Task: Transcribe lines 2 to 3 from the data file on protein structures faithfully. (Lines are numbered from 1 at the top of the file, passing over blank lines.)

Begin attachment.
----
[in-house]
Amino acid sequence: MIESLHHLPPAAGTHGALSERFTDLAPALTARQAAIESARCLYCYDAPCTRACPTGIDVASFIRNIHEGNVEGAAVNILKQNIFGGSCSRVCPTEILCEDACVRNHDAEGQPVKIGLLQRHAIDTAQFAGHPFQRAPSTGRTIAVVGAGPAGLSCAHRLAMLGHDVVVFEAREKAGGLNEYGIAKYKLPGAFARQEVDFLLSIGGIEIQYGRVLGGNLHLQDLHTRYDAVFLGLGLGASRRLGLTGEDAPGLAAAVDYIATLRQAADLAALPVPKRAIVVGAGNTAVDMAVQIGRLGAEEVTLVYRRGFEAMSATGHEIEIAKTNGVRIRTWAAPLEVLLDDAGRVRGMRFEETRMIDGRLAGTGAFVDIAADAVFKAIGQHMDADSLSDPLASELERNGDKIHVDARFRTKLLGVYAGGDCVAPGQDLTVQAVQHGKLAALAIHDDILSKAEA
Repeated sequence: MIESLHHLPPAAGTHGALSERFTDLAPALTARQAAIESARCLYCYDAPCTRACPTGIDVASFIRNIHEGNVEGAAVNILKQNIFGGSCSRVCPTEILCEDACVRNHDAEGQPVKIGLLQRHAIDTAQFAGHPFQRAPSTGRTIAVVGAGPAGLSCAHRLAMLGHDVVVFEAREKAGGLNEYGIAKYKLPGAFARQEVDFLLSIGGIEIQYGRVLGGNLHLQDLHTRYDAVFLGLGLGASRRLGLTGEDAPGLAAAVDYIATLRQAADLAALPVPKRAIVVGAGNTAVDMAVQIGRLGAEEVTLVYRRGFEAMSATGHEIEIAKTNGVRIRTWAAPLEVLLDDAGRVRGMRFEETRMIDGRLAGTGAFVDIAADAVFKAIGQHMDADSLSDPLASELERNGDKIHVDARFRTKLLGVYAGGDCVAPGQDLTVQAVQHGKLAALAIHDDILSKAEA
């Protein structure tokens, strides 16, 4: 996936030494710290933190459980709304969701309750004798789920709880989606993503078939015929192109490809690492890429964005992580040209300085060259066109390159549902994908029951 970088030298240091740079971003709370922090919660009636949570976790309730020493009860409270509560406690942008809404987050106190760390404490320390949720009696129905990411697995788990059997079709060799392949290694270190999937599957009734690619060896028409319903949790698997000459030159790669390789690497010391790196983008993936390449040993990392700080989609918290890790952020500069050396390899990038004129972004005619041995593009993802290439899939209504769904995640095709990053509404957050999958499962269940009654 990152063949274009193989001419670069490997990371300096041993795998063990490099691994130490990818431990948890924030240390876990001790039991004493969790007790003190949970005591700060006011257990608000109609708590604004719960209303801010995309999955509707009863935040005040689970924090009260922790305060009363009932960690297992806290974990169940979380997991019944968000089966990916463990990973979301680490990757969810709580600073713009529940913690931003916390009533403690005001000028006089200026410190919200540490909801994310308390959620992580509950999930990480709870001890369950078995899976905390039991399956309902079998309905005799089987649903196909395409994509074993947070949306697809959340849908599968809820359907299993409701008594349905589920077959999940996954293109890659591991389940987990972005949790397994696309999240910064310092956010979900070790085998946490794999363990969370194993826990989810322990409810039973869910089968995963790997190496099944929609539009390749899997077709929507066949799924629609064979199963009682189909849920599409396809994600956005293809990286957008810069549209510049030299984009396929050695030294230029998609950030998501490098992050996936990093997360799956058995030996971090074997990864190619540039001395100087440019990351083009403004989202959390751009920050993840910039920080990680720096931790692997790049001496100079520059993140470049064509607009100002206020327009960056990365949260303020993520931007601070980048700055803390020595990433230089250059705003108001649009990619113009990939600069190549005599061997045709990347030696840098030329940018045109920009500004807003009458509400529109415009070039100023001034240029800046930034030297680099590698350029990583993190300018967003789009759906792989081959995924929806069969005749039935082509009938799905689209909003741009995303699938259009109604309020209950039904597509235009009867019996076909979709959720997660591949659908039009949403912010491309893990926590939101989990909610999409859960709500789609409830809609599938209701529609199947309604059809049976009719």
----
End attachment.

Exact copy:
Amino acid sequence: MIESLHHLPPAAGTHGALSERFTDLAPALTARQAAIESARCLYCYDAPCTRACPTGIDVASFIRNIHEGNVEGAAVNILKQNIFGGSCSRVCPTEILCEDACVRNHDAEGQPVKIGLLQRHAIDTAQFAGHPFQRAPSTGRTIAVVGAGPAGLSCAHRLAMLGHDVVVFEAREKAGGLNEYGIAKYKLPGAFARQEVDFLLSIGGIEIQYGRVLGGNLHLQDLHTRYDAVFLGLGLGASRRLGLTGEDAPGLAAAVDYIATLRQAADLAALPVPKRAIVVGAGNTAVDMAVQIGRLGAEEVTLVYRRGFEAMSATGHEIEIAKTNGVRIRTWAAPLEVLLDDAGRVRGMRFEETRMIDGRLAGTGAFVDIAADAVFKAIGQHMDADSLSDPLASELERNGDKIHVDARFRTKLLGVYAGGDCVAPGQDLTVQAVQHGKLAALAIHDDILSKAEA
Repeated sequence: MIESLHHLPPAAGTHGALSERFTDLAPALTARQAAIESARCLYCYDAPCTRACPTGIDVASFIRNIHEGNVEGAAVNILKQNIFGGSCSRVCPTEILCEDACVRNHDAEGQPVKIGLLQRHAIDTAQFAGHPFQRAPSTGRTIAVVGAGPAGLSCAHRLAMLGHDVVVFEAREKAGGLNEYGIAKYKLPGAFARQEVDFLLSIGGIEIQYGRVLGGNLHLQDLHTRYDAVFLGLGLGASRRLGLTGEDAPGLAAAVDYIATLRQAADLAALPVPKRAIVVGAGNTAVDMAVQIGRLGAEEVTLVYRRGFEAMSATGHEIEIAKTNGVRIRTWAAPLEVLLDDAGRVRGMRFEETRMIDGRLAGTGAFVDIAADAVFKAIGQHMDADSLSDPLASELERNGDKIHVDARFRTKLLGVYAGGDCVAPGQDLTVQAVQHGKLAALAIHDDILSKAEA